“Through our microsegmentation, where the network is divided into smaller, isolated segments, we’re limiting lateral movement within the network, making it more challenging for attackers to access sensitive data,” Shive says.

GSA has also implemented the full suite of tools offered through CISA’s Continuous Diagnostics and Mitigation Program, as well as CISA’s CDM Agency Dashboard for aggregating and displaying data about devices, users, privileges and vulnerabilities.

“Having real-time situational data and tools is critical for us to understand what is happening across our technical environment and to be able to use this data to proactively react and safeguard our IT assets,” Shive says.

Source: Swimlane, “Security Automation: A Strategic Imperative for Federal Agencies,” August 2023

Agencies Look to Balance Zero Trust and UX

Among the lessons GSA has learned in its journey to zero trust, Shive says, is the need for user education and awareness. Zero trust necessarily changes the way people access IT systems and resources, so prioritizing user experience without compromising security requires ongoing communication. “Change management and outreach to stakeholders are critical for success,” Shive says.

In fact, Securities and Exchange Commission CIO Dave Bottom believes change management could be a pillar in CISA’s Maturity Model.

“This is a continuous process. I don’t think version 2.0 is going to be the last one,” Bottom says. “Zero trust implies you’re going to introduce some friction for users. One of our challenges has been to make sure we’re engineering the customer experience with the right balance between friction and usability. We’ve certainly added some friction, but it’s the right amount.”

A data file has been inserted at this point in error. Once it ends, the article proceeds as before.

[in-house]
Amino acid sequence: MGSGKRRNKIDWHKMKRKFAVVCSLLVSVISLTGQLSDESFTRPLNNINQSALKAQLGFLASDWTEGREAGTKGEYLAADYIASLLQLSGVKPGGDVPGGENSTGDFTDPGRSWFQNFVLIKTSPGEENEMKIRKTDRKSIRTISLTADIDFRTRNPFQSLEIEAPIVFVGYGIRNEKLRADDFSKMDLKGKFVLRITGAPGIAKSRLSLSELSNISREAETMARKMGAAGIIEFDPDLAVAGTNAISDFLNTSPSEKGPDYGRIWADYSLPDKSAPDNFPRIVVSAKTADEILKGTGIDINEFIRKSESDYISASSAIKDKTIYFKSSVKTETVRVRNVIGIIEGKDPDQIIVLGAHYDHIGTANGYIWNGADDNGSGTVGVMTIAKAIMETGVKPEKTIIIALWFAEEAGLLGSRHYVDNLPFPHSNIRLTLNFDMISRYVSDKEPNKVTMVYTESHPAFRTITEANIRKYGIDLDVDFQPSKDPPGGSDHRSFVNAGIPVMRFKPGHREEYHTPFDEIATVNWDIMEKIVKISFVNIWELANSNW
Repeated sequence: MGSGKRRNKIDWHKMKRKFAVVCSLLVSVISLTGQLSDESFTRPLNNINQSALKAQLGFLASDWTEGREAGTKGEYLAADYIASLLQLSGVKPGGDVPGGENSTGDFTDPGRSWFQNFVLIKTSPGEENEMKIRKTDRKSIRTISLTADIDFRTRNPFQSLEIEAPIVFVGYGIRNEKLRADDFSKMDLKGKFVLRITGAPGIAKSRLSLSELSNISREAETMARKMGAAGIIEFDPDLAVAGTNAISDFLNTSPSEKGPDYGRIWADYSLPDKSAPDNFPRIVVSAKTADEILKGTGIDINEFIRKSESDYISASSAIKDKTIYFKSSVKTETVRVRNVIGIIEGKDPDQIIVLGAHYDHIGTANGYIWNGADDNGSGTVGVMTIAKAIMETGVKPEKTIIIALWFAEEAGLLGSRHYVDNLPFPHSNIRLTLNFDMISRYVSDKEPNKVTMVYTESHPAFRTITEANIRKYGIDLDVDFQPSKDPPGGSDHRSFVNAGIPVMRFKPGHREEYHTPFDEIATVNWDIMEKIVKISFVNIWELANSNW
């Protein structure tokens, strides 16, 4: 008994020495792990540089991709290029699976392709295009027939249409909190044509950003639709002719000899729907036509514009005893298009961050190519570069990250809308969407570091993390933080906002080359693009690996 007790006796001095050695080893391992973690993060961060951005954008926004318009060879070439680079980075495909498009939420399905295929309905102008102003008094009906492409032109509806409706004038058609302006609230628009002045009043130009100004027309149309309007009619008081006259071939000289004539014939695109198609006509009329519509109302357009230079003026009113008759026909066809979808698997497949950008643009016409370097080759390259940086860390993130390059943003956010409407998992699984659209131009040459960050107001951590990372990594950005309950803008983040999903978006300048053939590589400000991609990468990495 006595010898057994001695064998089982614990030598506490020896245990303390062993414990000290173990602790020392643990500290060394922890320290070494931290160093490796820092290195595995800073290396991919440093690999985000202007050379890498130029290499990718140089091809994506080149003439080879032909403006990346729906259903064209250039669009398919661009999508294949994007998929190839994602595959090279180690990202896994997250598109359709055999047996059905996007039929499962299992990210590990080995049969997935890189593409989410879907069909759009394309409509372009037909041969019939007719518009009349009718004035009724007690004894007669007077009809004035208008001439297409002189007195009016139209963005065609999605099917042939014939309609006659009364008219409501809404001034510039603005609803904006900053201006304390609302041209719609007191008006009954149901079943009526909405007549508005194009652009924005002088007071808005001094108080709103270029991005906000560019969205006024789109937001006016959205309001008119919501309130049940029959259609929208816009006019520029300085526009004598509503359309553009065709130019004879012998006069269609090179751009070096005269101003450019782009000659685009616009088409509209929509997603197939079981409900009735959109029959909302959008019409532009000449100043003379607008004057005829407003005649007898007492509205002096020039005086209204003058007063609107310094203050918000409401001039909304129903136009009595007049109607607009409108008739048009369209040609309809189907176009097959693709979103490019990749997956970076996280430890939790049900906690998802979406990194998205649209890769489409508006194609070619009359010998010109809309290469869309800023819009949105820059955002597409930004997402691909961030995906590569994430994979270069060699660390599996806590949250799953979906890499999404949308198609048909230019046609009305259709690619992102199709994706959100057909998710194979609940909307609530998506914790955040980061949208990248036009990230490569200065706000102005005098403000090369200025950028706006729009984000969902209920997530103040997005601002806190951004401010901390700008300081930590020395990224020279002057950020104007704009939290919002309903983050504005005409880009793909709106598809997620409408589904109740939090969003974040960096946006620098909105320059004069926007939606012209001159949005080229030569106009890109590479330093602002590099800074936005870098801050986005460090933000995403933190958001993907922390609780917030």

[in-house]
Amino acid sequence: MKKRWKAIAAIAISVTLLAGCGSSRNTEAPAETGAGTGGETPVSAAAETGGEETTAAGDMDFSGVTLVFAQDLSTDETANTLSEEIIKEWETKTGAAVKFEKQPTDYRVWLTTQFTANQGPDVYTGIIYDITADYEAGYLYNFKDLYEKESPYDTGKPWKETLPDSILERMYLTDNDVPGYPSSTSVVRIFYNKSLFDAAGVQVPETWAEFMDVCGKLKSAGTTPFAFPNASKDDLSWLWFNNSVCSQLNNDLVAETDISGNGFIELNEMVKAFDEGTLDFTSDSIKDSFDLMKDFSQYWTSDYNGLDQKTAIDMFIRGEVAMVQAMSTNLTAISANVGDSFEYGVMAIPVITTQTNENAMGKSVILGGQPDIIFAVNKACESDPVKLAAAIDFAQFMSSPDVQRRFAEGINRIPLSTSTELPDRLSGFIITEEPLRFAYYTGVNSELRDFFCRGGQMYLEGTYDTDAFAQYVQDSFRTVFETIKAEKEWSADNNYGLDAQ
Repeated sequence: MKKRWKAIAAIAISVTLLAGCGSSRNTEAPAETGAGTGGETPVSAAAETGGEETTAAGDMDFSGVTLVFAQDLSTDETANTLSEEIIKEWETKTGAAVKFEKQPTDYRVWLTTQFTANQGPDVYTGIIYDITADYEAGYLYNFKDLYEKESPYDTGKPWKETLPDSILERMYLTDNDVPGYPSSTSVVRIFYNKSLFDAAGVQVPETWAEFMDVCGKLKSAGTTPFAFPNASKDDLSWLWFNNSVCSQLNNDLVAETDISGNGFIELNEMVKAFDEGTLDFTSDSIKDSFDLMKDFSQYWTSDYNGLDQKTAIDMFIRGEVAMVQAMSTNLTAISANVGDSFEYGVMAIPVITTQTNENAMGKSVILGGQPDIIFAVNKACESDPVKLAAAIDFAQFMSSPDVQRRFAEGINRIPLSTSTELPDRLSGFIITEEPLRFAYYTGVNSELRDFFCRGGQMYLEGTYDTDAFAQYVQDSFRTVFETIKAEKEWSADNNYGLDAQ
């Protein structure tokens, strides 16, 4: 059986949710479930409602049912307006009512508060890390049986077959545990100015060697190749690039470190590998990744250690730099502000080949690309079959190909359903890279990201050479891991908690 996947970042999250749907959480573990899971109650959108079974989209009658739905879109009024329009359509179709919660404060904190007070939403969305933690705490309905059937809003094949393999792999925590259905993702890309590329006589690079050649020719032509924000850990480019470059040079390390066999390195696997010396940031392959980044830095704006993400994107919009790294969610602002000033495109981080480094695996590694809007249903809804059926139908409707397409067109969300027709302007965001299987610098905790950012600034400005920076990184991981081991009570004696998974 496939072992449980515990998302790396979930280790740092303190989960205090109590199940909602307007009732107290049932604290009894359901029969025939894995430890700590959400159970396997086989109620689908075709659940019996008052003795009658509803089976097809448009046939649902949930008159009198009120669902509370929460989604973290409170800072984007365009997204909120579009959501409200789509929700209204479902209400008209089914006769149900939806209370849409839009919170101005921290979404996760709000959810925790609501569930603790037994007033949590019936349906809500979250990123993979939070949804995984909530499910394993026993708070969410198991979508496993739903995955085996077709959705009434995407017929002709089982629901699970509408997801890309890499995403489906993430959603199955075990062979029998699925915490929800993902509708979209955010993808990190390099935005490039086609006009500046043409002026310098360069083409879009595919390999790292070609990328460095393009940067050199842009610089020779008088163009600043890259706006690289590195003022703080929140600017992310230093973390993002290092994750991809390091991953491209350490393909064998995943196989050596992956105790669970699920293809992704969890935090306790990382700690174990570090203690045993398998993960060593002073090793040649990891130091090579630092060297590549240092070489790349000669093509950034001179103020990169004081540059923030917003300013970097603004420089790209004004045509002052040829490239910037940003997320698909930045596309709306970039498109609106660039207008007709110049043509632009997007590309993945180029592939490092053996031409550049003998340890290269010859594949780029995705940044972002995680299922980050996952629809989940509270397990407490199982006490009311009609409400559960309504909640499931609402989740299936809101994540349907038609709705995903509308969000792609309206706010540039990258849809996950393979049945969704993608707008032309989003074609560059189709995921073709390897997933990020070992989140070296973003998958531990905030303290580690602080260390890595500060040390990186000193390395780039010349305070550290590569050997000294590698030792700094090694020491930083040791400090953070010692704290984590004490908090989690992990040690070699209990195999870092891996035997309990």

The SEC has also integrated its zero-trust journey into its cloud modernization efforts and is pushing hard to meet OMB’s requirements for this year. Among other efforts, Bottom says, the agency is working with providers to ensure it maintains a clear inventory of the data and assets it must protect.

“We’re operationalizing a shared-responsibility model to keep track across our multicloud environment and integrate zero trust,” he says.

Getting foundational zero-trust measures into place — what Bottom calls the “basic blocking and tackling,” such as identity management and multifactor authentication — has allowed the SEC to show significant progress. Such foundational measures may ultimately prove key to meeting OMB’s goals across the government.

“Planning for and experiencing early wins is incredibly important for an organization,” says CISA’s Duffy. “It helps the team refine approaches and best practices at a smaller scale and build confidence, which is key to the change management aspects of this effort. We encourage agencies to start with and implement what’s possible today, but also plan for future efforts.”

Photography by Gary Landsman